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The kids are having fun with pavement. I mentioned that everything in Southern California is covered in asphalt, but in many ways, that is true of this country as a whole. In Nouakchott, only a few streets are paved. I don’t know anyone who lives on a paved road. The unmarked sandy routes twist and wind their way past houses and shops, embassies and businesses. More and more streets are being paved, but even now the headquarters of the European Union are on an extremely bumpy unpaved road, where taxis daily bog down in the soft sand.

Sand is fine as far as it goes, but it’s not so great for toys like scooters, skateboards and bikes. (It’s also not so great for electronic equipment, but that’s another subject) We have a short paved walkway in front of our house, so they ride up and down there, but it’s not great practice. Friday evening we visited friends and the kids had a blast, riding up and down the cul-de-sac on bikes and scooters.

Saturday, we took them to see Superman Returns. They were very excited, as this was their first American theater experience. Nouakchott has 2 sort-of theaters. One is at the French Cultural Center and is sort of like a big school auditorium, used to show movies, but also for concerts, for ballet recitals, etc. The other, the Galaxy, is the closest thing to a real movie theater. It shows second-run (or third run) French films, and one English film a week. The movies are, well, unusual. We saw Two Towers there and it was obviously a pirated version; every time Legolas came on-screen, FOR CONSIDERATION would flash at the bottom. We theorized that it was a version for a member of the board that chooses the Academy Awards, as it was a couple of months after that. The Galaxy also showed the Passion of the Christ (a lot of Muslims we know were interested in anything touted as anti-Semetic). Evidently, someone had gone to a theater in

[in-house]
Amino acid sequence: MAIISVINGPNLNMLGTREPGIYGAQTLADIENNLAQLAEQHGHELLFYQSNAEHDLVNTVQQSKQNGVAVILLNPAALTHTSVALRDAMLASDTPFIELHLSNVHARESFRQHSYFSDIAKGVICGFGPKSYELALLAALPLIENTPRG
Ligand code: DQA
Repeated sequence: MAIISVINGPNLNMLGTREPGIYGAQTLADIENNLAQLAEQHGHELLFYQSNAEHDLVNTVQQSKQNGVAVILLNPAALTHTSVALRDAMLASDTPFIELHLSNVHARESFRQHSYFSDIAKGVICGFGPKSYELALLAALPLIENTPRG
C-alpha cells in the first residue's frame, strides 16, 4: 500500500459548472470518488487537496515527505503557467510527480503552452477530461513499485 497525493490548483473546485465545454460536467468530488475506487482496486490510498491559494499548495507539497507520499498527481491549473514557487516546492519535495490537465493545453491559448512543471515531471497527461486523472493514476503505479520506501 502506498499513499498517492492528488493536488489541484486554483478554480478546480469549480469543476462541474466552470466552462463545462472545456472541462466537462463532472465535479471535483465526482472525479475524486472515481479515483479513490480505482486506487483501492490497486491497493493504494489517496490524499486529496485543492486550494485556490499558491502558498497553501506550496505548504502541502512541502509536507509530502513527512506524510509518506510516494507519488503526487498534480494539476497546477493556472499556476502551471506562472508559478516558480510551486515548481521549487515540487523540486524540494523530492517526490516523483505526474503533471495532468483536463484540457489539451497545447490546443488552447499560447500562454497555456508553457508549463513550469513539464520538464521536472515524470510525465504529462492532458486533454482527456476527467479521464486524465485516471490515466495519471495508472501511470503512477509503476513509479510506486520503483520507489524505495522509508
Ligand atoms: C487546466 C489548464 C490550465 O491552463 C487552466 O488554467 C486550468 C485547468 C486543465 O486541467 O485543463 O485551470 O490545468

France with a camcorder and filmed the screen, as every so often a head would appear!

So we were very excited to go to a multi-plex. Abel couldn’t believe how many showings there were per day, and that you could go in the afternoon. He’s a huge Superman fan, and in fact is planning it as a career option. We hurried the kids past the concession stand ($5 for a small drink??? In our part of the world, that’s a day’s wage!) and settled into our seats to enjoy the 30 minutes of commercials (What??? Since when?) and previews. Then, the movie started. The kids quivered in anticipation. Suddenly, the screen went blank, the lights came up. The electricity had gone out!! I had been whispering to my friend how unlike Mauritania this was, and I had to back-track quickly. This was exactly like Mauritania!

Fortunately, the generator kicked on, and we were able to finish the movie. It was LOUD, exciting and larger-than-life. We all enjoyed it immensely.

July 2006
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